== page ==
Exotic hardwoods are an ideal option for the homeowner who wants the longevity of hardwood but at the same time wants something a little different with outstanding durability and exclusive appearances. Exotic hardwoods provide a range of colorations and patterns that in domestic hardwood flooring are not widely seen. Learn more about what makes an exotic wood floor, the longevity they provide, and how your exotic wood flooring can be taken care of.Do you want to learn more? read here
What Are Hardwoods Exotic?
An exotic hardwood is classified as any form of wood imported into the country that is found outside of the United States. Brazil, Australia, Africa and countries in the Far East give a wide range of forests that are not native to the United States. There are over 100 species of trees that are considered exotic to North America and that vary from regular American hardwood floors and offer a distinctive and visually striking appearance.
Exotic hardwood floors are made both in solid hardwood and engineered assortments, such as regular hardwood floors. A single slat of wood is solid hardwood; a sandwich of laminated wood with real hardwood veneer on the top layer is engineered wood.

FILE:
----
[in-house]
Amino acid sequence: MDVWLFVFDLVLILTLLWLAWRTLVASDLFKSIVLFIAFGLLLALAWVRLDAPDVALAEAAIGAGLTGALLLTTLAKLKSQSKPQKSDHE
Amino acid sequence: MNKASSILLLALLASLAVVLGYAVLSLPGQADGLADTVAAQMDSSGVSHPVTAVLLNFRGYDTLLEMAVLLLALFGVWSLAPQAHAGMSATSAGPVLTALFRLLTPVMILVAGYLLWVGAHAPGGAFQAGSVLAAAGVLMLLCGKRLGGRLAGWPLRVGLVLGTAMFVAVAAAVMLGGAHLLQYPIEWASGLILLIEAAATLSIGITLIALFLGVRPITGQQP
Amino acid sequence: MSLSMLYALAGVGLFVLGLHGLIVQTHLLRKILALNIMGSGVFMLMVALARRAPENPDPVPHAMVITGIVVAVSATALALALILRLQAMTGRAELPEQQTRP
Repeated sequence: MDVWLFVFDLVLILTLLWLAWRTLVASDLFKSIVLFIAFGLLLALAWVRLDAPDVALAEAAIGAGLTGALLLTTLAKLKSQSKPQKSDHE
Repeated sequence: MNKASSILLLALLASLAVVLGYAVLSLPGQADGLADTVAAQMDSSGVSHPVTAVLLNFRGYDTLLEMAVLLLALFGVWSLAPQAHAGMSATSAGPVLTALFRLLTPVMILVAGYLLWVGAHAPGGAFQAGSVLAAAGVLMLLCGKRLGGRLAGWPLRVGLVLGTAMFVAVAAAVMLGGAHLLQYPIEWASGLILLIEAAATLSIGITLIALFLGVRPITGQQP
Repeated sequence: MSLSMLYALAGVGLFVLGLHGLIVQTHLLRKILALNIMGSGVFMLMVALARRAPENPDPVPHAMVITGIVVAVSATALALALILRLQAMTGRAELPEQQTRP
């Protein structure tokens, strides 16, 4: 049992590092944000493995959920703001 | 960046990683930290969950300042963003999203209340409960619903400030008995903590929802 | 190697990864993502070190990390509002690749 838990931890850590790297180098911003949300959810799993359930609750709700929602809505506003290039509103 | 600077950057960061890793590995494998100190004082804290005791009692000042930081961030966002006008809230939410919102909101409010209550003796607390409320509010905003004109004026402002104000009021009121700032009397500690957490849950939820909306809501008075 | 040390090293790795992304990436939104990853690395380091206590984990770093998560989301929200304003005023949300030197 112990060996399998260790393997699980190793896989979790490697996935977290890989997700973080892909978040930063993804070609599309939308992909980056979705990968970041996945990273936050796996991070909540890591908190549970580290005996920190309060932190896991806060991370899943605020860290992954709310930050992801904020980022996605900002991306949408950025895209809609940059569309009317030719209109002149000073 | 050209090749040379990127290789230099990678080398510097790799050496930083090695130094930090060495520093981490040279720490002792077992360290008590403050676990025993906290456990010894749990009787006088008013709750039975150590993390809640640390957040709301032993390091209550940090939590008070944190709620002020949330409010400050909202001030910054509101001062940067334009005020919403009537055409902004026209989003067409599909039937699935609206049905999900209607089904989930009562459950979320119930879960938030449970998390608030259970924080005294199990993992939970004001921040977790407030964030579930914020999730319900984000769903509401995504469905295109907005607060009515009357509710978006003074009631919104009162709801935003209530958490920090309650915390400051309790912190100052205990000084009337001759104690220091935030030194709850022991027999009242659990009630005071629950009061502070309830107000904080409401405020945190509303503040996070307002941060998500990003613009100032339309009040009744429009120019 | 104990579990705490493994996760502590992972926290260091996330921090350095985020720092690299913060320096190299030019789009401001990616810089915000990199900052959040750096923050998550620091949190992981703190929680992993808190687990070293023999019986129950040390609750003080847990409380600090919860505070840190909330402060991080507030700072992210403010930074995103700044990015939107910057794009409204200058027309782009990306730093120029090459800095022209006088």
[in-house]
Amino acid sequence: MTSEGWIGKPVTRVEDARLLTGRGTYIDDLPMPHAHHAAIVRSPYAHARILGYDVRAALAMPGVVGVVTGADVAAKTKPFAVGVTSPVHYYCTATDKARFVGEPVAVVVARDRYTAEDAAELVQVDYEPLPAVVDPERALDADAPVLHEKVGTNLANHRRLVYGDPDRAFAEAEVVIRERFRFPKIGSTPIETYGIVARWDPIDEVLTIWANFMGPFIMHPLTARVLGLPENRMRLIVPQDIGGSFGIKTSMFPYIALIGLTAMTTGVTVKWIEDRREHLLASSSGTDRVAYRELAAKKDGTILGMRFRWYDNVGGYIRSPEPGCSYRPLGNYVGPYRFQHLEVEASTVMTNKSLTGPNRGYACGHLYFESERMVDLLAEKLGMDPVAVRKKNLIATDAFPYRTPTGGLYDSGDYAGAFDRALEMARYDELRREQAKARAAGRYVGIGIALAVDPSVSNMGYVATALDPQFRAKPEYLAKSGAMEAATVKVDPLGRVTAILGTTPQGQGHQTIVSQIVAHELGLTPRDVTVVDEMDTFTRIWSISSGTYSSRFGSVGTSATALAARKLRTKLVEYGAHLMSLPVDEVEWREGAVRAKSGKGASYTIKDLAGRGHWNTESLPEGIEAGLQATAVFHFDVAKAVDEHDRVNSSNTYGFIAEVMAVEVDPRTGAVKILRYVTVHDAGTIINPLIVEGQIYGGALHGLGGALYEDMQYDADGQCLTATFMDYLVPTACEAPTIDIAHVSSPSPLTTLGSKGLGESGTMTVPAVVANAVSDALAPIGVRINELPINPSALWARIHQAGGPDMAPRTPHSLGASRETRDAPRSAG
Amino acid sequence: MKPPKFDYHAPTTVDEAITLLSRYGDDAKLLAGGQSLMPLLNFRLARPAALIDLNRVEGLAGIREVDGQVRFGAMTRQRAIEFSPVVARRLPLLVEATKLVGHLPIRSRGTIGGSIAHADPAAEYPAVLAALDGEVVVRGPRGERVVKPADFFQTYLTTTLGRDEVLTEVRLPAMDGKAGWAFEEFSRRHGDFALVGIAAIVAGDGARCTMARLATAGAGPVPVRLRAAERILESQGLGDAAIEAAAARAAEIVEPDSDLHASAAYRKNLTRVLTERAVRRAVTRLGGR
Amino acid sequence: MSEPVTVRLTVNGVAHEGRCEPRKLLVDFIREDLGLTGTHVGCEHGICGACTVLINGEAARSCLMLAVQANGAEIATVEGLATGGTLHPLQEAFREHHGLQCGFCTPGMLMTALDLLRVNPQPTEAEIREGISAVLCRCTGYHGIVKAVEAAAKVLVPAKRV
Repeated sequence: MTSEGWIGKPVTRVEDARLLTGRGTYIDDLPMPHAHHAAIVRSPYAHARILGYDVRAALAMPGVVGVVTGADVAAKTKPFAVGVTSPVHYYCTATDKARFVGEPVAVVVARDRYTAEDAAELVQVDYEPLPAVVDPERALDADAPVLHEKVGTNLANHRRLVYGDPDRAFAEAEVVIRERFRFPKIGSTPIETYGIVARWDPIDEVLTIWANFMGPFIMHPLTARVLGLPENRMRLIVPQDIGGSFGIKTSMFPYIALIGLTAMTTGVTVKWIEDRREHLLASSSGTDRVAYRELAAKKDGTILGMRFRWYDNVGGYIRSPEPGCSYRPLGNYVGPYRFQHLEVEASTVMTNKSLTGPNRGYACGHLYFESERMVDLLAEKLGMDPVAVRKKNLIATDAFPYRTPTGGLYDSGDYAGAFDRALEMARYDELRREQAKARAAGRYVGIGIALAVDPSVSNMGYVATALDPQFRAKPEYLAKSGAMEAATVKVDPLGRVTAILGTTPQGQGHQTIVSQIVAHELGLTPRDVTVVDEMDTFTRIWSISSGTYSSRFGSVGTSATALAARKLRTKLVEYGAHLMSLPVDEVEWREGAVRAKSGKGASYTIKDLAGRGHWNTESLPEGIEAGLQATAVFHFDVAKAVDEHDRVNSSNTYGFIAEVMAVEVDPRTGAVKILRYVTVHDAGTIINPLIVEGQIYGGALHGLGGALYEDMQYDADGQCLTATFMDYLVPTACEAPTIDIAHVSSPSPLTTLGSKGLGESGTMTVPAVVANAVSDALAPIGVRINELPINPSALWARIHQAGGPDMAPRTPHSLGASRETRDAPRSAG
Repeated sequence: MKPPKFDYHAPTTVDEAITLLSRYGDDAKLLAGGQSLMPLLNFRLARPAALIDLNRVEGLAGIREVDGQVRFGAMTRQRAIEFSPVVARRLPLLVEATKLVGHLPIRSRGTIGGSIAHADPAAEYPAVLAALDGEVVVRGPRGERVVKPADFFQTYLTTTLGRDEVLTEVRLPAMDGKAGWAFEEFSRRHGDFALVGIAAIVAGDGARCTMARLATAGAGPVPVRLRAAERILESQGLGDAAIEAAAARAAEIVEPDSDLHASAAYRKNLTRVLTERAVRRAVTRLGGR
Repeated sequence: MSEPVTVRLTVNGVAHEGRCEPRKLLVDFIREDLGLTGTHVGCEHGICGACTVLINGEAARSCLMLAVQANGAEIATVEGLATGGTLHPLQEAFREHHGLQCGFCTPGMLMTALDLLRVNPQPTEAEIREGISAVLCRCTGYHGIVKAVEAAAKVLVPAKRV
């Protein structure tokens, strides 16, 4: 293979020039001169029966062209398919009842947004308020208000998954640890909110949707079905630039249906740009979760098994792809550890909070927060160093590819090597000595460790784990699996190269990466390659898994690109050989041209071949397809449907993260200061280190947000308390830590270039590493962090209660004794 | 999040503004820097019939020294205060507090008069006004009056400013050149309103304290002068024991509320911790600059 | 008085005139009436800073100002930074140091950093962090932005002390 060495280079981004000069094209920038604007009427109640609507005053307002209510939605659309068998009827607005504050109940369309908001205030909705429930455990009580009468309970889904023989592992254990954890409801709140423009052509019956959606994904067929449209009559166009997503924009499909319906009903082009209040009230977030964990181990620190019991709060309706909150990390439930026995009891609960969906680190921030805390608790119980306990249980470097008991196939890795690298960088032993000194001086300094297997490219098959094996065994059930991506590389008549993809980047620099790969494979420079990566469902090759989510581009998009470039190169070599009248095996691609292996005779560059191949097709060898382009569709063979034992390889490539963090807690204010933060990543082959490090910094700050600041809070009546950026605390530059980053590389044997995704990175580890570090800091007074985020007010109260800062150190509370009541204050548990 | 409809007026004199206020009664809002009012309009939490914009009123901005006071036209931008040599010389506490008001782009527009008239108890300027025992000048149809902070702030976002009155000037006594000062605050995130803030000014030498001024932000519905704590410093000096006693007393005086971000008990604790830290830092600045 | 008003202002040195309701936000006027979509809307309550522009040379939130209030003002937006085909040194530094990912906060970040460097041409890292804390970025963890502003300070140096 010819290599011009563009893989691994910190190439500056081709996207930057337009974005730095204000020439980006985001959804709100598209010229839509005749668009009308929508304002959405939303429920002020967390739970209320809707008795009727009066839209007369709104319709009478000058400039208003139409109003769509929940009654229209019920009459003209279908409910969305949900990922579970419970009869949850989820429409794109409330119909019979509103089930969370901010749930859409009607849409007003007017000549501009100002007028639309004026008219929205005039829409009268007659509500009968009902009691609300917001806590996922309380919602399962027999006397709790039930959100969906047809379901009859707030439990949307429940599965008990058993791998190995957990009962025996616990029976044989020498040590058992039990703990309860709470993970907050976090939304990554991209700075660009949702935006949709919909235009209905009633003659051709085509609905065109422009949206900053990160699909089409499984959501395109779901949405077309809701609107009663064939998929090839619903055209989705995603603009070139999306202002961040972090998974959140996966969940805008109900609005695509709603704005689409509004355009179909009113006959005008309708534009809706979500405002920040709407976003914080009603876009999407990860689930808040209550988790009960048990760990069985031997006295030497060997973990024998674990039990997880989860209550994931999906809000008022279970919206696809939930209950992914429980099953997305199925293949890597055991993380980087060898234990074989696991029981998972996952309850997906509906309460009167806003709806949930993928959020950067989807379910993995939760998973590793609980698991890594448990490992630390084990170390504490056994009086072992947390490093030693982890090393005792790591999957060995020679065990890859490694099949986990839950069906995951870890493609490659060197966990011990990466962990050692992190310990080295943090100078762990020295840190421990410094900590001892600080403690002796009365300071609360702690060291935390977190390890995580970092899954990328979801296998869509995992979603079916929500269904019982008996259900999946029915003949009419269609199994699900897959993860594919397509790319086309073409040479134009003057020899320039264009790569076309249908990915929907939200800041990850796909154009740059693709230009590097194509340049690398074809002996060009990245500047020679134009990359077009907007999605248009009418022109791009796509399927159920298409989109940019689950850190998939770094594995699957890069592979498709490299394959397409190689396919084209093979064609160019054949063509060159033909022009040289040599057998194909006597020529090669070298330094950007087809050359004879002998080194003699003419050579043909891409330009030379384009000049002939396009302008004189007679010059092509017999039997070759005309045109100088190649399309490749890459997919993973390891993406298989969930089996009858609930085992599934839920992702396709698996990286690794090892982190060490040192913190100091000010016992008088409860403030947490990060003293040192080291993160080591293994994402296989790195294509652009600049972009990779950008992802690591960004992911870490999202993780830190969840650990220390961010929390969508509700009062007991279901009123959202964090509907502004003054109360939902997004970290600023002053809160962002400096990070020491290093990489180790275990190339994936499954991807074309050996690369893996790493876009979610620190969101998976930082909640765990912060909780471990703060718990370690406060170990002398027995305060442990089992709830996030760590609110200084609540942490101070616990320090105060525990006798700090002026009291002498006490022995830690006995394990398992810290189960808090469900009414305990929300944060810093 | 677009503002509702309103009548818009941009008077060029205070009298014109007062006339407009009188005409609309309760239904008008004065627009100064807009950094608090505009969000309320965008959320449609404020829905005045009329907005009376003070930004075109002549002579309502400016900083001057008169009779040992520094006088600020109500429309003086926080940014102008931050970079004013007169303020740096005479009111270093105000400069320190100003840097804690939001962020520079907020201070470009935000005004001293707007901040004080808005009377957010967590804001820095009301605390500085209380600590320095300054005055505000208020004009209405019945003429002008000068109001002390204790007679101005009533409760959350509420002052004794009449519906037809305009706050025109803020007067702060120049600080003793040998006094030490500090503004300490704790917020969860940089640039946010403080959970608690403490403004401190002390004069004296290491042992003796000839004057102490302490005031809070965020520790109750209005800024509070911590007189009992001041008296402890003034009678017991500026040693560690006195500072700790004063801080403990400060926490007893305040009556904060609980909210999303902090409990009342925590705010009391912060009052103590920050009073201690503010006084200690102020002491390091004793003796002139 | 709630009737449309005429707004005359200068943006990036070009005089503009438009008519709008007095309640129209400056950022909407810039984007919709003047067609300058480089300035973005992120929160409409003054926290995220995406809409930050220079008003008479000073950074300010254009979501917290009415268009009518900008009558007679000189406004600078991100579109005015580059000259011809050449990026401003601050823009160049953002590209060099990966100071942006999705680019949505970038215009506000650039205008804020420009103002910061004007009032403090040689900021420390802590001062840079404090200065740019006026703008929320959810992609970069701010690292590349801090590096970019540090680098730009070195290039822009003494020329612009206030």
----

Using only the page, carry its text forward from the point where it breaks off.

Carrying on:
Rating of Hardness
In order to detect its strength, all wood is subject to the Janka Hardness Rating scale. This hardness test tests the force needed for a steel ball of 444 inches to half its diameter to be inserted into the wood. The Janka Rating is the industry norm to measure the ability of different wood species to withstand pressure and assess the energy required to nail and/or saw the wood.
Tests conducted by the US The Forestry Lab demonstrates that most exotic woods are much more resilient than other hardwood types. Brazilian Teak, for example, has a rating of 3,540, which makes it ideal for big families with indoor pets to deal with violence. African Mahogany has a rating of 830, and your pet’s nails are more likely to be broken and scuffed by heavy traffic.
Maintenance and Treatment
Exotic hardwood floors need little maintenance to maintain their luster, such as domestic hardwood floors. Immediately wipe out spills and limit any water exposure. Dust and vacuum periodically to reduce the chance of collecting soil. Be sure to avoid strong abrasives and scouring pads by using only mild solvents specifically made for hardwood floors. Normally, a natural cleaner with equal parts white vinegar and water works best, but when done cleaning, you must be sure to dry the floor fully.